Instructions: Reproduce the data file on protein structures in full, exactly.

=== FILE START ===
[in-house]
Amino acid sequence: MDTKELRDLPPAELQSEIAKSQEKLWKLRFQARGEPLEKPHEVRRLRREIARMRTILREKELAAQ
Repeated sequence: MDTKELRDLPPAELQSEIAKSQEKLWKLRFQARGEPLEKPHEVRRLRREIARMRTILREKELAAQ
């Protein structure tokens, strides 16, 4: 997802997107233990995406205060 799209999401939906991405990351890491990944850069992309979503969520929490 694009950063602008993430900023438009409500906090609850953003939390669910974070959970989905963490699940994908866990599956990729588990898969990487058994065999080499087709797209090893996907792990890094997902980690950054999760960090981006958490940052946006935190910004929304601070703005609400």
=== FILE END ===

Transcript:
[in-house]
Amino acid sequence: MDTKELRDLPPAELQSEIAKSQEKLWKLRFQARGEPLEKPHEVRRLRREIARMRTILREKELAAQ
Repeated sequence: MDTKELRDLPPAELQSEIAKSQEKLWKLRFQARGEPLEKPHEVRRLRREIARMRTILREKELAAQ
């Protein structure tokens, strides 16, 4: 997802997107233990995406205060 799209999401939906991405990351890491990944850069992309979503969520929490 694009950063602008993430900023438009409500906090609850953003939390669910974070959970989905963490699940994908866990599956990729588990898969990487058994065999080499087709797209090893996907792990890094997902980690950054999760960090981006958490940052946006935190910004929304601070703005609400």